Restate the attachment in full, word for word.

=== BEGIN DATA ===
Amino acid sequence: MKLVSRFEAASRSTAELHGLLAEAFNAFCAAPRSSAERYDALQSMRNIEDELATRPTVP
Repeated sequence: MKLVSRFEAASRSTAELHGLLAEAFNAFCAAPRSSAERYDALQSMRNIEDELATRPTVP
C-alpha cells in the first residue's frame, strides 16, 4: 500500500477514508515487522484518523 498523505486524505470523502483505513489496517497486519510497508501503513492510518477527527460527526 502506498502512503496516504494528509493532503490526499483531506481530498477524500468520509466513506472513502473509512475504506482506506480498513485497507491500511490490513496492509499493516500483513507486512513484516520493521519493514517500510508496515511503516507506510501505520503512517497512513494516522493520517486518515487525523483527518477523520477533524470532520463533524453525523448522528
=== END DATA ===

Amino acid sequence: MKLVSRFEAASRSTAELHGLLAEAFNAFCAAPRSSAERYDALQSMRNIEDELATRPTVP
Repeated sequence: MKLVSRFEAASRSTAELHGLLAEAFNAFCAAPRSSAERYDALQSMRNIEDELATRPTVP
C-alpha cells in the first residue's frame, strides 16, 4: 500500500477514508515487522484518523 498523505486524505470523502483505513489496517497486519510497508501503513492510518477527527460527526 502506498502512503496516504494528509493532503490526499483531506481530498477524500468520509466513506472513502473509512475504506482506506480498513485497507491500511490490513496492509499493516500483513507486512513484516520493521519493514517500510508496515511503516507506510501505520503512517497512513494516522493520517486518515487525523483527518477523520477533524470532520463533524453525523448522528